Bell Shakespeare

Titus Andronicus 

Bell Shakespeare
by
02 September 2019

What can you do with Shakespeare’s Titus Andronicus, a play full of murder, mutilation, and rape, culminating in a mother eating a pie filled with her sons’ ground-up body parts? For centuries it was dismissed as the early aberration of a genius, a sop to the bloodthirst of Elizabethan audiences ...

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There is much conjecture around the concept of Shakespeare’s ‘problem plays’; critics disagree not only on the strict meaning of the term – F.S. Boas saw them as works that used a protagonist’s dramatic situation to illustrate a social problem, while Ernest Schanzer insists they turn on an ethical dilemma ...

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At first glance, Molière’s The Miser, or L’Avare in the original French as first performed in 1668, contains the seeds of drama. Harpagon, an avaricious father, unceasingly heartless towards his grown son and daughter, and paranoid they will steal his beloved fortune, sounds like the stuff of tragedy ...

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Julius Caesar, first performed in 1599, dates from the period when Shakespeare was leading up to Hamlet, and its central figure Brutus, the conscientious assassin, is a bit of a rough draft for the introspective side of the Prince of Denmark, whereas Richard II, four years earlier ...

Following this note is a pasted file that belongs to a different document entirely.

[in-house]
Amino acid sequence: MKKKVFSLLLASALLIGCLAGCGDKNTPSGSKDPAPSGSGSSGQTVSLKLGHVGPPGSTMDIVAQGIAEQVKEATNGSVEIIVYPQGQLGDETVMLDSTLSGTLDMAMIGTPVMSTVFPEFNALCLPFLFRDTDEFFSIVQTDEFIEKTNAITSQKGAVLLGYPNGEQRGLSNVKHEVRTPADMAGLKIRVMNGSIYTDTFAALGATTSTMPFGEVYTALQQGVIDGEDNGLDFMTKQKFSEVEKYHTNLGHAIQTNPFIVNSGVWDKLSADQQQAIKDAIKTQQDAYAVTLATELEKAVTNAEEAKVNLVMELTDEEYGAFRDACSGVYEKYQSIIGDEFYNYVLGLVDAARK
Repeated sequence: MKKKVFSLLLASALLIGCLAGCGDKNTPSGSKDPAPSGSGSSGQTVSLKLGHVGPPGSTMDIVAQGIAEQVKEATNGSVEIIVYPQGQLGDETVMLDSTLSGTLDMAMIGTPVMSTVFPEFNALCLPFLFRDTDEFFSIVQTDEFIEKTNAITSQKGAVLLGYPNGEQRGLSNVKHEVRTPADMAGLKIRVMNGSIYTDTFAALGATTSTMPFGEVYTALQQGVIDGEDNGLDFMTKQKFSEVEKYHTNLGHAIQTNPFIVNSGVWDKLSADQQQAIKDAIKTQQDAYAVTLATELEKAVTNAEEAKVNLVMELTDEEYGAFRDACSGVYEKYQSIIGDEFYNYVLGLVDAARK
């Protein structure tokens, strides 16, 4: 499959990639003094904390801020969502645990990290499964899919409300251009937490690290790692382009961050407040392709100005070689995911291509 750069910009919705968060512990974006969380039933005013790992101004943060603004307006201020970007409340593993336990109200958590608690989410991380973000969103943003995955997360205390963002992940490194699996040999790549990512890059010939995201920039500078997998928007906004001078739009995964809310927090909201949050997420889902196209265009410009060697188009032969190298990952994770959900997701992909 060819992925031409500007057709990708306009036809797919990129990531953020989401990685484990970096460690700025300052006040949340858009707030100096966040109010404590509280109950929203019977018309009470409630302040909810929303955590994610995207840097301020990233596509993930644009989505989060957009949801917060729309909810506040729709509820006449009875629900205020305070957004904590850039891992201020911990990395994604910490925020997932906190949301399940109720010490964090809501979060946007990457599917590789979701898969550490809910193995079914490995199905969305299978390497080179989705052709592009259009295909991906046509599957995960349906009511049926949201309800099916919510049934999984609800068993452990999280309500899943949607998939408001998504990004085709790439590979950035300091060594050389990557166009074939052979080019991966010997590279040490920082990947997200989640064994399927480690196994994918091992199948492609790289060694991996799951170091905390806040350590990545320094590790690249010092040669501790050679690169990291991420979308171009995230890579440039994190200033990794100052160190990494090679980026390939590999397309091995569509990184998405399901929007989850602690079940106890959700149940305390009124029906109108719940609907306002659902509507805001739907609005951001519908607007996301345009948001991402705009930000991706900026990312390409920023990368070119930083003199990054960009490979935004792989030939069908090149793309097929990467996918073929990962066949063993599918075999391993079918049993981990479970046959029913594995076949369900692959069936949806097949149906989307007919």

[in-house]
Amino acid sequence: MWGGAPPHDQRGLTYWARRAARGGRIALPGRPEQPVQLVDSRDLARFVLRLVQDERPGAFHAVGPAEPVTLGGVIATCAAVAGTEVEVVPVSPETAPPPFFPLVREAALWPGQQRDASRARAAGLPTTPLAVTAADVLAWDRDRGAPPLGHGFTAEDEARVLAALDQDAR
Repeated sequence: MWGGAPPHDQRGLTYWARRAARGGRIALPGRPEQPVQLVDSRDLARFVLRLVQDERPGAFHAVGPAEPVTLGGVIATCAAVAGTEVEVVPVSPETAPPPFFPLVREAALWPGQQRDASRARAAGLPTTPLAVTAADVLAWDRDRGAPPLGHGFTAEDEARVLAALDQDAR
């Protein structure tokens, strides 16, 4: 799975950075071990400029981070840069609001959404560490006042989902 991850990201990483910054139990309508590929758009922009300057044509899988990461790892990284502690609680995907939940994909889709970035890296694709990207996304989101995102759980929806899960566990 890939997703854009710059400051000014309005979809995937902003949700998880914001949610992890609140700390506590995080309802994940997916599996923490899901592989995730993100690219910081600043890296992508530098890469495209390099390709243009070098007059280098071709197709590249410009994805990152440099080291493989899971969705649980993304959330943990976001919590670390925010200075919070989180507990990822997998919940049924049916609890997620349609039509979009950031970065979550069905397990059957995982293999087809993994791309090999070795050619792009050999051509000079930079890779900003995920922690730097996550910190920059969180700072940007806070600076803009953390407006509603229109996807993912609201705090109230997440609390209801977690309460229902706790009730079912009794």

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Antony and Cleopatra (first performed circa 1607) is one of Shakespeare’s most poetic plays, full of imagery of exotic Egypt with its crocodiles and serpents, its River Nile and, of course, Enobarbus’s extravagant speech describing Antony’s first sighting of its queen: ‘The barge she sat in, like a burnished throne/ Burned on ...

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The Merchant of Venice is a troublesome play. I have seen productions that have played up the comic aspects to an absurd and irritating degree while confining Shylock to the stereotype that bears his name. Some interpretations exploit the play as anti-Semitic propaganda ...

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The stage is open – a glossy art deco drawing room with plush velvet chairs and a chaise longue, cocktail glasses, and champagne, ready for a party. An engaging young man, dressed formally in a three-piece suit steps onstage and begins the famous speech: ‘Now is the winter of our discontent ...

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Whatever else Peter Evans's production of Othello has going for it, and it has indeed much, the speaking of Shakespeare's verse is outstanding. It is never declamatory, in the way that some famous actors of earlier decades dealt with it. The verse emerges entirely intact, but is always made to ...

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Everything, it seems, depends on Juliet: for nothing can be ill, if she be well cast. And if she not be well cast? The question is an idle one, because in Kelly Paterniti we have an excellent Juliet. She is vibrant and original. Whatever faults this new Bell Shakespeare production may have, in her ...

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Twenty-five years ago, John Bell undertook to create an Australian theatre company devoted to Shakespeare, a travelling repertory company that would give wide access to this wonderful legacy of our language. It harked back to a time when Shakespeare mattered so much to Australians that an actor could make a name performing Shakespear ...

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